Last month I wrote a blog called, Why is There a Pulpit? In it, I shared this tweet that appeared in my Twitter feed:
“Wherever the pulpit is going, that’s where the church is going.”
In addition to asking why there is a pulpit, we need to explore the pastor centrality so prevalent in most institutional religious settings. The pulpit isn’t neutral for several reasons, one being because it presents one more level of separation between the assembly and the “professional” up front. In almost every institutional religious setting, everything inside the room and everything outside the room points to the pulpit. The pulpit is the focal point.
“The clergy-laity tradition has done more to undermine New Testament authority than most heresies.” – James D. G. Dunn
This is part 3 of a multi-part series I’m calling Rethinking Religion. If you haven’t read parts one and two, I encourage you to read them before reading this one because they build on one another. Here’s a glimpse of what I’ve written thus far:
Ignatius (ca. 110 AD) said this:
“Follow your bishop as Jesus Christ followed the Father… Let no one do anything in the church apart from the bishop… Holy communion is valid when celebrated by the bishop or someone the bishop authorizes.”
I’ve previously noted that this directive by Ignatius was firmly in place in most local assemblies by the middle of the 3rd century (250 AD). It was assumed to be a biblical directive, but it is not.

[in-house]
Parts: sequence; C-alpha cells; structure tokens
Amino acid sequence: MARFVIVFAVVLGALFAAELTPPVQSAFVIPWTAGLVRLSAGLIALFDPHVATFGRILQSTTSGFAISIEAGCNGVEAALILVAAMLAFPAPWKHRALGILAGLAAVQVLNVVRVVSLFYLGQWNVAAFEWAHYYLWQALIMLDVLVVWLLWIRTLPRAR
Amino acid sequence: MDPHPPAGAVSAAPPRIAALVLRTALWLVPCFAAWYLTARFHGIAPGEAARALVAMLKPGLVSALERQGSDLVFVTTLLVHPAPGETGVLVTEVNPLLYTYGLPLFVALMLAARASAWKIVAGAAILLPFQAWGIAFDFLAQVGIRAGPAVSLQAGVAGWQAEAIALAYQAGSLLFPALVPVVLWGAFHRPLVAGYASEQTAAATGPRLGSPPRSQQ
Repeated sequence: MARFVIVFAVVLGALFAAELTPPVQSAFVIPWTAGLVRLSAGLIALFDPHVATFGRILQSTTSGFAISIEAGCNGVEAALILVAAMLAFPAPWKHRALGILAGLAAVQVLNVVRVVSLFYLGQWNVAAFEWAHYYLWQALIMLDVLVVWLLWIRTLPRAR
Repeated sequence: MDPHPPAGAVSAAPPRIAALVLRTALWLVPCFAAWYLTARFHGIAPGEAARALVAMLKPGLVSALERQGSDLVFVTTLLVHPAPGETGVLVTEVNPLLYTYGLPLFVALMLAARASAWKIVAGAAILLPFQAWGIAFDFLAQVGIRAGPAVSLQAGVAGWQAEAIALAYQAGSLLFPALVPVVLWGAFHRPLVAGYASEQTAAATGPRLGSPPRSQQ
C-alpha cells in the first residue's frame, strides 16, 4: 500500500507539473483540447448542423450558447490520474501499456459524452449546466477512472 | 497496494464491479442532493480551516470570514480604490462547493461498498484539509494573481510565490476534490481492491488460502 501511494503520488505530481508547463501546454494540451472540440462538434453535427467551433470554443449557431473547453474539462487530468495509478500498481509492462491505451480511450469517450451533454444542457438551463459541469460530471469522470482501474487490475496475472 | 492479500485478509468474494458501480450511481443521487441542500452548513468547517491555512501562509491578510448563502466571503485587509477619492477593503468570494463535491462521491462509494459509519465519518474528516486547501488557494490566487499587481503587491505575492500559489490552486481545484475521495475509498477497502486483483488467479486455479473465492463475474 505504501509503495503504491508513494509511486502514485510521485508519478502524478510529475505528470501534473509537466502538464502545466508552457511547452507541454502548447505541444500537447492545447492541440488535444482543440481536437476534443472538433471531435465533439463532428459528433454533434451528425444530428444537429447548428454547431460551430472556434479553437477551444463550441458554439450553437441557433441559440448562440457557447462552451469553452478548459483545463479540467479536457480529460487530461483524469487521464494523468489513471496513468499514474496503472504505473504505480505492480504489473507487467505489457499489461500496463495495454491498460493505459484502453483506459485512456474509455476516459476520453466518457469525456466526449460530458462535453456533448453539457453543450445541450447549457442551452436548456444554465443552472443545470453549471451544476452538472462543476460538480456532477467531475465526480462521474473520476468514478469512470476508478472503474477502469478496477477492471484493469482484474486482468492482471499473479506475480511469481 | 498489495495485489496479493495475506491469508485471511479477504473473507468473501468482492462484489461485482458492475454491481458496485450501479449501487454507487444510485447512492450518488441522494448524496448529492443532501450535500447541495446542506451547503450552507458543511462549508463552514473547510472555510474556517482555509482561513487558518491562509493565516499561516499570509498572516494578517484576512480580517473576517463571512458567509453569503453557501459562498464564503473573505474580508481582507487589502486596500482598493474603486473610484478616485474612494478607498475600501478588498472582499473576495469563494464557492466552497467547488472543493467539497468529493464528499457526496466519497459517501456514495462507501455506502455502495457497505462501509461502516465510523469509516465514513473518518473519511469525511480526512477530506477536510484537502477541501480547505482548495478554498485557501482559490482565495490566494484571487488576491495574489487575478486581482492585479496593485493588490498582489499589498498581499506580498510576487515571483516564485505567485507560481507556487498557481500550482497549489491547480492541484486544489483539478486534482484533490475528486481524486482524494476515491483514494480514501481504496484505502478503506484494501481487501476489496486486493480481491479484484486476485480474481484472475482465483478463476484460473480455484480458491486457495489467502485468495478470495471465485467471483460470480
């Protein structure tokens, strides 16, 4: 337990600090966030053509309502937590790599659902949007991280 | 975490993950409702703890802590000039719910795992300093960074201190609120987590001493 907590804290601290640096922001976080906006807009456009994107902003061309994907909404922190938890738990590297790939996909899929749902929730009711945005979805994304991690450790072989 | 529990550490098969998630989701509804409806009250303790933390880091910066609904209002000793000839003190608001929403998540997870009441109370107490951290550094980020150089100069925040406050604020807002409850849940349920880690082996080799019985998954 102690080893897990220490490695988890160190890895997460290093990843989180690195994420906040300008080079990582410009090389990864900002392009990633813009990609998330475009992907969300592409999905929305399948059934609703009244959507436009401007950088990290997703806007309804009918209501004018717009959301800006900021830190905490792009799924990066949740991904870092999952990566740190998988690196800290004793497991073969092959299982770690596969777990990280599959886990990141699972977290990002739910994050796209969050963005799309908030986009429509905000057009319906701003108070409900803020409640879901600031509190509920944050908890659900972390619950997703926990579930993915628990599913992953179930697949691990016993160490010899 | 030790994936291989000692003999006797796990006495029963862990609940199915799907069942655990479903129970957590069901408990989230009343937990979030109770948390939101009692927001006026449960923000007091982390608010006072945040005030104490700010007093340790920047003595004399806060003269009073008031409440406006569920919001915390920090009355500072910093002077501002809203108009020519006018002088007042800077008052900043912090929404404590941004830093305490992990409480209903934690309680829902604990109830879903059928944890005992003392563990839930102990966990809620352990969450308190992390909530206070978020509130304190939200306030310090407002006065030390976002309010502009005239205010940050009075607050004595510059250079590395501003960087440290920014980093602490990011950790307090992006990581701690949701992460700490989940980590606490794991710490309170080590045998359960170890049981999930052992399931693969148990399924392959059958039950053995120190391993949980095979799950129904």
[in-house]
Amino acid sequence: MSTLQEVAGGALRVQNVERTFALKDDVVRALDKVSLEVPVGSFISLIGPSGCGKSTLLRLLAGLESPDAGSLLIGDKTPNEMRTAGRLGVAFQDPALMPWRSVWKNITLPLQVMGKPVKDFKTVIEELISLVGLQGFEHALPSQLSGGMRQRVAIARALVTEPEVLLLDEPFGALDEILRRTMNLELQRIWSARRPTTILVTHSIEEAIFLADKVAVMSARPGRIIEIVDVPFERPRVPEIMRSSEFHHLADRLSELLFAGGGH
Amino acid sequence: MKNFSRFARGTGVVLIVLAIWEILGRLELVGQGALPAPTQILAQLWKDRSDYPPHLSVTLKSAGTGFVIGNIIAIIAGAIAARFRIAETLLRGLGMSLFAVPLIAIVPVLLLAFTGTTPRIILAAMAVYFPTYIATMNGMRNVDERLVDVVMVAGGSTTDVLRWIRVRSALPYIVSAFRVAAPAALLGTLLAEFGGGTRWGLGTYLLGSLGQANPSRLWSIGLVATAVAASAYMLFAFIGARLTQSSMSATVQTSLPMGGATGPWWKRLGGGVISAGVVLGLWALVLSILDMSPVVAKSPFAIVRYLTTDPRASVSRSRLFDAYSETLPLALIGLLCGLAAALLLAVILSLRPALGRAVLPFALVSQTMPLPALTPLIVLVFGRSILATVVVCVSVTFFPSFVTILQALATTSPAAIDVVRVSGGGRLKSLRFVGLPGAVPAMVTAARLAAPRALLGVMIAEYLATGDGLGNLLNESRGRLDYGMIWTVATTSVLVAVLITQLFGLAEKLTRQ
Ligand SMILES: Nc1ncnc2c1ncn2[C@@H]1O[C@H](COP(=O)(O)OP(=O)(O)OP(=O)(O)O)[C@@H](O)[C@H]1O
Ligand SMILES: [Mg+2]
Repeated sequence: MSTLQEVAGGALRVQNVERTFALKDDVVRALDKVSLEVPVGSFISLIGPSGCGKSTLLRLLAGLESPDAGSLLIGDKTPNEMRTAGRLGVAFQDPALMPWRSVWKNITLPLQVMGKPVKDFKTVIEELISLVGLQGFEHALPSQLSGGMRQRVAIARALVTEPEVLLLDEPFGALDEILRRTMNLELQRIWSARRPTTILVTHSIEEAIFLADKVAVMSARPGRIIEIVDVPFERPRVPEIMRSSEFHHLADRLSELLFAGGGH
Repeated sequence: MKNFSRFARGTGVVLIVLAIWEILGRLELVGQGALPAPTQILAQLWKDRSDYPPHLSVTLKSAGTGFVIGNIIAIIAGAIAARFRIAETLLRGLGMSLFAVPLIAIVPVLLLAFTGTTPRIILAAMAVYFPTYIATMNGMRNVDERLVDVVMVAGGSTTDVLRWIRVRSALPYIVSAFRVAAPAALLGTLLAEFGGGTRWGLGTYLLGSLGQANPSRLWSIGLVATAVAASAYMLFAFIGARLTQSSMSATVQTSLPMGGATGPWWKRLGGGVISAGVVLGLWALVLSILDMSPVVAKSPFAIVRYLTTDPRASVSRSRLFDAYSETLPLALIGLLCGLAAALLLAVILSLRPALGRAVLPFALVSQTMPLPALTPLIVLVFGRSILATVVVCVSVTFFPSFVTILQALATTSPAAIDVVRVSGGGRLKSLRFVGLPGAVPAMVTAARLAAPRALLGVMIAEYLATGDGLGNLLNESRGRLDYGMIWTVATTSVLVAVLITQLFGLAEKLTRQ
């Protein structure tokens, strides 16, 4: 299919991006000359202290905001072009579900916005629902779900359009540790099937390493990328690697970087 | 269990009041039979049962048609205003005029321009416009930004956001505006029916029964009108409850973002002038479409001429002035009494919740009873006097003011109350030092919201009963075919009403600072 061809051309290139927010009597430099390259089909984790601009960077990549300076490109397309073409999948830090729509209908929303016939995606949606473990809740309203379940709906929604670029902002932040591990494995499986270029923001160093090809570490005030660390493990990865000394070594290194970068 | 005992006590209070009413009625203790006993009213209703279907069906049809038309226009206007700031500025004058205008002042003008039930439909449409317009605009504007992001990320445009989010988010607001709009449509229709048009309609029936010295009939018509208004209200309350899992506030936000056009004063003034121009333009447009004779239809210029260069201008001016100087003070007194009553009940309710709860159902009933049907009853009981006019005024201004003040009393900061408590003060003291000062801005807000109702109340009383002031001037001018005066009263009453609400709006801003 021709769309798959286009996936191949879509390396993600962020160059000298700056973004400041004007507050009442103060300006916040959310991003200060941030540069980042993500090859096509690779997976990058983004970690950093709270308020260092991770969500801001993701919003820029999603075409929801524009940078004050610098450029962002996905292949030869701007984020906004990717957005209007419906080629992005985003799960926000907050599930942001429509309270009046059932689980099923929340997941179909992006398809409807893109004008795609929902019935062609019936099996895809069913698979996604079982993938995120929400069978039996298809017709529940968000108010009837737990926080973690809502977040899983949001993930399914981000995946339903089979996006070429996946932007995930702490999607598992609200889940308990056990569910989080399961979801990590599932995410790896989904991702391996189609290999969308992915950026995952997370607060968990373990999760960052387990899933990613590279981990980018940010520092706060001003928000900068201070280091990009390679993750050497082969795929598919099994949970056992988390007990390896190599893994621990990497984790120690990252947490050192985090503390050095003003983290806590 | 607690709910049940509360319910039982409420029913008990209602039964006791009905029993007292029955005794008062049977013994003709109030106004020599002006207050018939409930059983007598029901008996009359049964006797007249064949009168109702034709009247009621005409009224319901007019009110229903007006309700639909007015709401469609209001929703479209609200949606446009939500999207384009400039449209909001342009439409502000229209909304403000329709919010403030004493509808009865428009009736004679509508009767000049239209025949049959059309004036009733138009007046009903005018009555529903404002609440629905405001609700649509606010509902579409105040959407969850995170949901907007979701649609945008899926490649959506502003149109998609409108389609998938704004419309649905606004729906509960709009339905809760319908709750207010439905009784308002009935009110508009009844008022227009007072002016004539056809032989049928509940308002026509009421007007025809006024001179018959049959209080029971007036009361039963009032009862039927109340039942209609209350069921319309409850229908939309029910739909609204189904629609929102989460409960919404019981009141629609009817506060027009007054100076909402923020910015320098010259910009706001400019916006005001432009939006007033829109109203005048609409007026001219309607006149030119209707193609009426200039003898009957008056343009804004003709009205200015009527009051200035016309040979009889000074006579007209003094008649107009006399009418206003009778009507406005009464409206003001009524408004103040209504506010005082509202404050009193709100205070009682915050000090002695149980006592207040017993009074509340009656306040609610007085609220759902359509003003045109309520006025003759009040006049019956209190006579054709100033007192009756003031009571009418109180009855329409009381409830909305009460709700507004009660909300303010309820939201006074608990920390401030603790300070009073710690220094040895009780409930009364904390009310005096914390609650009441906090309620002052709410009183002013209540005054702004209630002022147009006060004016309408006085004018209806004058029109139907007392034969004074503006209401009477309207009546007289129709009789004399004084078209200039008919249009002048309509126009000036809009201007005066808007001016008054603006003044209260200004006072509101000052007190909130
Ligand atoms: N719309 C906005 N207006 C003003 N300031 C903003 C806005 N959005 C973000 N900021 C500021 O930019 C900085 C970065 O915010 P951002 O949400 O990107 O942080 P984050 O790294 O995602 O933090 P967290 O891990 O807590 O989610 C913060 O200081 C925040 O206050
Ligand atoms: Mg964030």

We’ve already shown that the top-down authority structure that is present in most modern institutional churches is a man-made product of tradition that started as early as Ignatius. The one pastor authority model that we unquestionably accept as a biblical one, is actually something that has been handed to us by religious history and tradition and we accept it without question. Not only do we accept it without question, but we’ve also complicated it by adding layer after layer of hierarchical organizational strata where pastors are over pastors, and those pastors are over other pastors, and the higher the structure rises, the more sophisticated the honorific the titles become. Our church authority structures more closely resemble corporate America than anything in the New Testament. We’ve taught tradition as the commands of God for so long, it doesn’t dawn on us to look past the traditions, open our New Testaments, and ask hard questions, questions that threaten 2,000+ years of those same entrenched traditions. But with so many leaving the institutional church, not because they’ve left Jesus, but because they feel the church has, it’s time to ask why. Will Ignatius’ words, “Let no one do anything in the church apart from the bishop. Holy communion is valid when celebrated by the bishop or someone the bishop authorizes” stand in the light of scripture, or should we jettison it as tradition that has proven harmful to the practice of the one anothers within the assembly and to the priesthood of all believers.